THERE is a rich legacy of contradictions in Africa today than ever before. The advent of political or national independence spanning over three decades produced a broadly identifiable national cadre consensually called a freedom fighter or liberator.
In the post-colonial
era, the cadre became known as an ex-combatant or ex-freedom fighter of the liberation struggle or affectionately known as a war veteran, or simply a true national hero given the fact that they sacrificed life, limb, youth, education, employment, wealth in search of freedom for their motherlands.
The war veteran’s public standing or image, political opinion or behaviour were considered nationalist or patriotic and could therefore not be doubted or questioned by anybody for that matter. In countries like Zimbabwe, Mozambique, Angola, South Africa, Namibia, among others, a freedom fighter was/is often addressed as comrade or camarada.
Due to the privileges their societies conferred on them the ex-combatants could take advantage to access whatever they wished to have. Examples are everywhere to see: endless allowances, subsidies and loans, among others.
Many observers believe that had Africa’s political independence turned into a success case of nationhood coupled with political, social and economic prosperity, development and equity for the generality of her citizenry, there could have been no need for a new generation of freedom fighters as we witness today. Therefore, the main challenge could have been to strike a balance between nation-building and democracy on the one hand, and economic growth and social justice on the other.
The truth is that neither the former nor the later were achieved. The reasons were manifold, ranging from general greediness, selfishness, corruption, nepotism and dictatorship, on the part of leaders as well as the conspiracy by ex-colonisers to create a sense of dependency among the generality of the population through handouts or donations.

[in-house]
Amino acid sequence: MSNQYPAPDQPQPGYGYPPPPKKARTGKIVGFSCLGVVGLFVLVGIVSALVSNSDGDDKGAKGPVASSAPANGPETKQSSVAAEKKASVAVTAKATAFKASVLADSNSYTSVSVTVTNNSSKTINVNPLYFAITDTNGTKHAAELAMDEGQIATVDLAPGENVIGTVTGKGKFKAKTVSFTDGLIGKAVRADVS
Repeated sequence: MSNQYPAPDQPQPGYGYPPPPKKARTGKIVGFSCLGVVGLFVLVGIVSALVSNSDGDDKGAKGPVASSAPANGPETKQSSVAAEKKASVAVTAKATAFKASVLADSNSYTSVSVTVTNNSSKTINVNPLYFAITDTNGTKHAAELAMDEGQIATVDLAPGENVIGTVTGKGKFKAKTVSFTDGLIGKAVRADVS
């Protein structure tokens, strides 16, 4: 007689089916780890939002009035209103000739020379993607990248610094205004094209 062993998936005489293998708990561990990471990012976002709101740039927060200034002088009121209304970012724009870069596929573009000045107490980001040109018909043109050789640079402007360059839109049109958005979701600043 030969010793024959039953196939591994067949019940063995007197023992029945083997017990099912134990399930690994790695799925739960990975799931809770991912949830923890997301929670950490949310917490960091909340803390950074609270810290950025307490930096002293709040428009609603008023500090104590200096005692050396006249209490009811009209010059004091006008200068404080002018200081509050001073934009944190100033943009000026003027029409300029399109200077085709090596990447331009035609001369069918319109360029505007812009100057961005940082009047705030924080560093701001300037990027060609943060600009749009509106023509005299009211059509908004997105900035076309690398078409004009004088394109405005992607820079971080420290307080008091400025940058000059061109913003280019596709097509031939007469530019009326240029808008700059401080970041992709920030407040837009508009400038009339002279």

The net effect of all this was a crisis of expectations, total loss of confidence in the new independent states and loss of support for the nationalist leaders in general. That is the reason why if one was to have a conversation with many aged people throughout Africa, one often hears them saying “during colonial times it was like this, there was no crime, no inflation, unemployment, bureaucracy, offenders were duly punished,” etc.
Loss of political support and confidence slowly turned into a loud call for national leadership regeneration or simply a new set of freedom fighters or liberators. This is what we have seen in Zimbabwe and everywhere in Africa as represented by the emergence of the Morgan Tsvangirais, John Kuofors and Mwai Kibakis.
In response, the incumbent leadership turned to violence and tyranny to protect their rulership, claiming the role of an ex-colonial hand in all their failures. Of course, no one can deny such a role, but it is however true that external factors are always at play in a global environment characterised with interdependence and symbiotic linkages created by history. Whether the new generation of Africa’s freedom fighters can add value to her fortunes, time shall tell.
The resurgence of resistance to this reality (call for a new order characterised by democratic values, social and economic justice) on the part of the first generation of freedom fighters brings us to the legacy of contradictions.
In the event that the first generation forces the second generation to seek ways and means to overcome such resistance, most probably through violence, then Africa’s history shall be full of serious contradictions.
Simple and patriotic advice is that the first generation of liberators should avoid this scenario at all costs, because sooner or later they will no longer have control of circumstances.